I never got my application in

On August 2nd, Couchsurfing Announced that they were looking to hire a full time developer. I look back today (August 10th) and I notice that:

***We Are No Longer Accepting Applications***

I’m not sure what day they posted this notice, but it seems a very short period of time to advertise a vacancy. I always suspected that announcing this was just to escape criticism about “hiring all of Casey’s friends”. I guess soon we will get to see who the developer is, and if it is indeed a familiar face.

2000 US$/month

From Jim Stone Aug 4 Met in person

Extremely Negative

I once thought Kasper was able to separate friendship from business and keep things professional. I was wrong. Friends don’t routinely bash each other personally in public and scream “you’re a f*cking asshole!” in public forums. I should have known better, but Kasper will do whatever it takes to push his twisted agenda. He’ll demand special treatment and then cry when he doesn’t get his way. Beware – this man will stab you in the back after he borrows the knife from you. In his own words ( ): “I don’t know what I’m trying to achieve. But I’m not stopping.”

Thanks Jim. How do you seperate friendship and business now that you get 2000 US$ a month to coordinate volunteers?

The CouchSurfing Corporation

Warning: This post contains sarcasm, read it at your own risk. You have been warned.

CouchSurfing recently announced that they have hired two new staff. As we’ve come to expect, there were no interviews, no positions advertised, no visible application process. Instead, Casey invited two of his close friends to join him in receiving a salary from CouchSurfing.

In other news, Chris Burley said in a recent group post, “I wish you the best with democracy, it is known that it tends to crush minority voices. Besides, the majority rarely knows best.” Wow, that’s an interesting statement. But we all knew CouchSurfing isn’t a democracy, didn’t we? Now we do.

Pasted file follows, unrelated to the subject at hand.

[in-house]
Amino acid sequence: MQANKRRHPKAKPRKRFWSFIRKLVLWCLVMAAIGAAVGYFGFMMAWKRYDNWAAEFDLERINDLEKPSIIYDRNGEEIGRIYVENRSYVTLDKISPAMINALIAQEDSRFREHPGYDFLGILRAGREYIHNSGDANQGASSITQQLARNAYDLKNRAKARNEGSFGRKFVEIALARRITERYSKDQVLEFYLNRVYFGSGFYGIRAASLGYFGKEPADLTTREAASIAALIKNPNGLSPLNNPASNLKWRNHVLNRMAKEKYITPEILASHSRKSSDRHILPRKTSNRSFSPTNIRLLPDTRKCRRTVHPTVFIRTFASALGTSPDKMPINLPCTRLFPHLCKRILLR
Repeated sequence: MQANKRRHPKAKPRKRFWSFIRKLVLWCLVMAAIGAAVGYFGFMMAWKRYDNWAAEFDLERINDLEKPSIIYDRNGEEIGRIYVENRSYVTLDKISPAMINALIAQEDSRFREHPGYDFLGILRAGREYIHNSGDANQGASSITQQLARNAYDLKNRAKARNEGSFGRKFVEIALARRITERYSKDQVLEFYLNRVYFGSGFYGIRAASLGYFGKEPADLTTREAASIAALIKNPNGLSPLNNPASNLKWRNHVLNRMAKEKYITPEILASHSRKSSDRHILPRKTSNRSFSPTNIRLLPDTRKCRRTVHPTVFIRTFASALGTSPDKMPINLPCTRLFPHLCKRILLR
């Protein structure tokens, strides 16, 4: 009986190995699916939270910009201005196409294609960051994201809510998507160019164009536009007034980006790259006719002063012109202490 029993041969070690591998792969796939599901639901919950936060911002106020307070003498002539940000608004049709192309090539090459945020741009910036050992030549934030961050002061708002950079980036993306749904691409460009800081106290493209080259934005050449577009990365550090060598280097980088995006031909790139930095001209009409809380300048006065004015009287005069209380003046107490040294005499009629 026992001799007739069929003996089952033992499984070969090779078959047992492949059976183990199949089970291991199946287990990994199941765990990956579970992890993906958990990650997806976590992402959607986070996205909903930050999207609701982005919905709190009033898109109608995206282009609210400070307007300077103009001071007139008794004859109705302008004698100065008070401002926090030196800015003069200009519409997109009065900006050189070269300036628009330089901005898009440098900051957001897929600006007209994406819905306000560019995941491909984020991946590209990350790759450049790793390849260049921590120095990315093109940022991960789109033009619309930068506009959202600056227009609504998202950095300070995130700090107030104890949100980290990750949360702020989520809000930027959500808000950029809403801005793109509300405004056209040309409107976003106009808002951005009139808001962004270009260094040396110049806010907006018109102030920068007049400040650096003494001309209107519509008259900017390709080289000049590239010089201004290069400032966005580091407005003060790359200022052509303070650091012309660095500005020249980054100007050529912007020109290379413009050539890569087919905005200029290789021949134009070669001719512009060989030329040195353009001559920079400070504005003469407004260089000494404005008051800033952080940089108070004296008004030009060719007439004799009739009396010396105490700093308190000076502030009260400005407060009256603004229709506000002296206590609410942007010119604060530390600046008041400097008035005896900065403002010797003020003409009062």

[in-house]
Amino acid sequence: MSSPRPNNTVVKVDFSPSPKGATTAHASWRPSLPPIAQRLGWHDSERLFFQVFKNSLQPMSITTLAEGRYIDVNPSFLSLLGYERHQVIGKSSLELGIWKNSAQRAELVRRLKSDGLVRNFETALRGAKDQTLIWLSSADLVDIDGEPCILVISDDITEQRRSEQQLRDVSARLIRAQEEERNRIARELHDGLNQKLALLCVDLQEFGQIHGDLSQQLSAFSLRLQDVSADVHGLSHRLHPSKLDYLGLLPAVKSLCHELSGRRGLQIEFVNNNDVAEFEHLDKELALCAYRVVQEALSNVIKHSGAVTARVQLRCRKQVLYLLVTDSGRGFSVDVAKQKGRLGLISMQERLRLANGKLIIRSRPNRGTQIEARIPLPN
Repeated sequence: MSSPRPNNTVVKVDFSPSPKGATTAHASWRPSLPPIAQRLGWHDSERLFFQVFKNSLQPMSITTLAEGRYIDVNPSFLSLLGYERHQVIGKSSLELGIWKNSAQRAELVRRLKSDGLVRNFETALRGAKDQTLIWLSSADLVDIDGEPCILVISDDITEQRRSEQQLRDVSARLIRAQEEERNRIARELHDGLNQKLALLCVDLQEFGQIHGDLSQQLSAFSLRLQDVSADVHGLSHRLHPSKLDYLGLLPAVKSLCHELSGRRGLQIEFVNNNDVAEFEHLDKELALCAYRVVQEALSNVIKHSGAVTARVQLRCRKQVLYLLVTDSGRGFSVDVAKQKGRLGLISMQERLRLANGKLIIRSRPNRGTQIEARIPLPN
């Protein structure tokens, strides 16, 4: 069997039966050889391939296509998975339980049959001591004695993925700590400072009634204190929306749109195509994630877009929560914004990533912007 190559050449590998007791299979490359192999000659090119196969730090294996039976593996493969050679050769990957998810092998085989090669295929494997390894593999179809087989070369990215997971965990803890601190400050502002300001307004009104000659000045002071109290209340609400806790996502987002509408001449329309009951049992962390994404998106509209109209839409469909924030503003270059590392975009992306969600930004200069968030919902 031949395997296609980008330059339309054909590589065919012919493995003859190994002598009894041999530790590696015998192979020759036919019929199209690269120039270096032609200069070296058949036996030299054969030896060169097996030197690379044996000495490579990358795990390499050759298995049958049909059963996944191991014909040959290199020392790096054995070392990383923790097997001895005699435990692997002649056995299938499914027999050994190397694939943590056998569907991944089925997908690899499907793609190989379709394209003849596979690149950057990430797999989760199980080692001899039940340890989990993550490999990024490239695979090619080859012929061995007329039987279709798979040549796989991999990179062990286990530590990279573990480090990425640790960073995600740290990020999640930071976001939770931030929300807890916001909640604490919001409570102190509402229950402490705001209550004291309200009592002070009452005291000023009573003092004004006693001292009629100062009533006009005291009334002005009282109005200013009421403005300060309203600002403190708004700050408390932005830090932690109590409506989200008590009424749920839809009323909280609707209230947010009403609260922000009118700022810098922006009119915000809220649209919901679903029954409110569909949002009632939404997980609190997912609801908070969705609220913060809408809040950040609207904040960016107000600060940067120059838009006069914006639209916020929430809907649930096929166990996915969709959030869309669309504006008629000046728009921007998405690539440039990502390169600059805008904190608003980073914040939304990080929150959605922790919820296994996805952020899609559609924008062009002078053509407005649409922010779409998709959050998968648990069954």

One might suggest Chris is in danger of falling foul of the US Patriot Act if he’s not careful. ;-)

CouchSurfing 2.0 is dead

An appropriate system for a hospitality exchange network will not rise from the ashes of CS 2.0: Today the Newsletter Wanderlust was published, announcing the expansion of hired manpower. I guess, it’s not wrong to call it CS 3.0, the short blossom of CS 2.0 and the chance to open the whole network is over.

We have to face the fact: CS is a company and simply can do what it does. We are “only” users of a (so far free) service offered by a company, not members of an open network. There is no such thing like participation in CS and in consequence the field “How I Participate in CS2″ on the profile pages should be ditched. Also the mission should be changed to:

“Donate for Creating a Bigger Corporation, One Job at a Time!”

Things left we can do:

- hosting/surfing/meeting
- don’t forget about all the nice experiences
- demask attempts by CS to call a top-to-down structure a place of
- being aware of the fact that most couchsurfer simply don’t care
- looking for / creating projects with an appropriate form of structure
- don’t get frustrated

Her mit den Abenteuern! (German for something like “Gimme adventures!”)

And here I go

I said I would continue to contribute if it does “more good than harm,” but I’ve decided to change my stance on an issue, and I’m resigning from the CS dev team & mailing lists.

Prior to working on couchsurfing, I decided that I only wanted to work on Open Source software. When I heard that Kasper was pushing for couch surfing to be open it sparked my interest.

Open source is important to me, because it represents a freedom of information and ideas. But for the record, it wasn’t the non-opensource thing that made me leave per-se; it’s the resistance & lack of communication to comment on, or work towards a New NDA.

Maybe I should hang on and wait, because something is right around the corner?
These issues are old, months old. Now I’m cynical enough to think a delay or a ‘not now’ is a politically correct way of saying ‘no’. So, I’m now changing my tactic; If they get addressed then I’ll rejoin.

There’s no reason we need a non-compete clause. I had contemplated signing a non-compete that still permits me to just work for MySQL; but now I’ve decided I’ll choose who I work for.

I had some good times at the Collective. My two most treasured memories include learning how to drink scotch and beer with Gardner (a first for me, and a lesson that will no doubt further me in life), and performance hacking with Joe & Kasper in a 3-way screen, sitting next to each other.

Walter: I’d like to still come and visit the Collective, but I’m withdrawing my request to participate. I enjoyed seeing your comments on MySQL optimization, and that you could also spot so many of the changes that needed doing. It’s unfortunate we didn’t really get the
change to work together.

I’ll still keep couchsurfing like everyone else, so keep making the site better!